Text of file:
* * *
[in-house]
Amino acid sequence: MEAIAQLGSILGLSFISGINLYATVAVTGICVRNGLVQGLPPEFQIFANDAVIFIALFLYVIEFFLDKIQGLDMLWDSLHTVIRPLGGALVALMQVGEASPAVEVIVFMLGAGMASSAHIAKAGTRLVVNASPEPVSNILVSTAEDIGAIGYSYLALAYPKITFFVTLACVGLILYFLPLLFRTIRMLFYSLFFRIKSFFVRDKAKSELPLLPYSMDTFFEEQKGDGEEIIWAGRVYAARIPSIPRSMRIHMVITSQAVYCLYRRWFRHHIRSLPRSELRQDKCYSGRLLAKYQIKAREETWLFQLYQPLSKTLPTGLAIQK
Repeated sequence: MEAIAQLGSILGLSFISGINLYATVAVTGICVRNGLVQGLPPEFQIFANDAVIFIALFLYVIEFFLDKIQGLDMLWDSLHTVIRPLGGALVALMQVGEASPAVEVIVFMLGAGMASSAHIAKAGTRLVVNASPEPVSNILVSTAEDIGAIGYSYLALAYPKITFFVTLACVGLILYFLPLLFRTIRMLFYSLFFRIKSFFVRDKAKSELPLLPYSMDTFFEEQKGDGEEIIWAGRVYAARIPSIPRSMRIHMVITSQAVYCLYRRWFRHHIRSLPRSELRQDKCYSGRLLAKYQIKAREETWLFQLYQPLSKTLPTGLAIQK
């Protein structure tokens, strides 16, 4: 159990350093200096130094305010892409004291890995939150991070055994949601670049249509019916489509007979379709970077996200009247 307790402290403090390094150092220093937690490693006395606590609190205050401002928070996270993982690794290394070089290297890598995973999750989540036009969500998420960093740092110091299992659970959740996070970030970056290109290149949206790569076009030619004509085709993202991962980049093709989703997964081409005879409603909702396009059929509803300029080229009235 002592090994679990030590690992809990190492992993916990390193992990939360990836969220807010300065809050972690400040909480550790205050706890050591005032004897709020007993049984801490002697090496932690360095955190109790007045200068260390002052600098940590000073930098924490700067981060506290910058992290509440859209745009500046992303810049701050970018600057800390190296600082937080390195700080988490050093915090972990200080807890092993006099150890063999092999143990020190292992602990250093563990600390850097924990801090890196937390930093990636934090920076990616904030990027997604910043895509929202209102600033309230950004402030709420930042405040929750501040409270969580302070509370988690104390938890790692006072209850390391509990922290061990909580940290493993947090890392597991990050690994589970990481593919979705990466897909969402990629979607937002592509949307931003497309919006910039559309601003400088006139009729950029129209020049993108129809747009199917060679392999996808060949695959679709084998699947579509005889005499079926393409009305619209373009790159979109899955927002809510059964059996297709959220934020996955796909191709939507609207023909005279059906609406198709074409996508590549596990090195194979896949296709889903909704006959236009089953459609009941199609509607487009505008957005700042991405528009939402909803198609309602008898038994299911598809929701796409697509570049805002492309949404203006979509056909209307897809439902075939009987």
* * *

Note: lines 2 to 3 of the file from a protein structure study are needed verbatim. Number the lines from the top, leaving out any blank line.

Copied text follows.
Amino acid sequence: MEAIAQLGSILGLSFISGINLYATVAVTGICVRNGLVQGLPPEFQIFANDAVIFIALFLYVIEFFLDKIQGLDMLWDSLHTVIRPLGGALVALMQVGEASPAVEVIVFMLGAGMASSAHIAKAGTRLVVNASPEPVSNILVSTAEDIGAIGYSYLALAYPKITFFVTLACVGLILYFLPLLFRTIRMLFYSLFFRIKSFFVRDKAKSELPLLPYSMDTFFEEQKGDGEEIIWAGRVYAARIPSIPRSMRIHMVITSQAVYCLYRRWFRHHIRSLPRSELRQDKCYSGRLLAKYQIKAREETWLFQLYQPLSKTLPTGLAIQK
Repeated sequence: MEAIAQLGSILGLSFISGINLYATVAVTGICVRNGLVQGLPPEFQIFANDAVIFIALFLYVIEFFLDKIQGLDMLWDSLHTVIRPLGGALVALMQVGEASPAVEVIVFMLGAGMASSAHIAKAGTRLVVNASPEPVSNILVSTAEDIGAIGYSYLALAYPKITFFVTLACVGLILYFLPLLFRTIRMLFYSLFFRIKSFFVRDKAKSELPLLPYSMDTFFEEQKGDGEEIIWAGRVYAARIPSIPRSMRIHMVITSQAVYCLYRRWFRHHIRSLPRSELRQDKCYSGRLLAKYQIKAREETWLFQLYQPLSKTLPTGLAIQK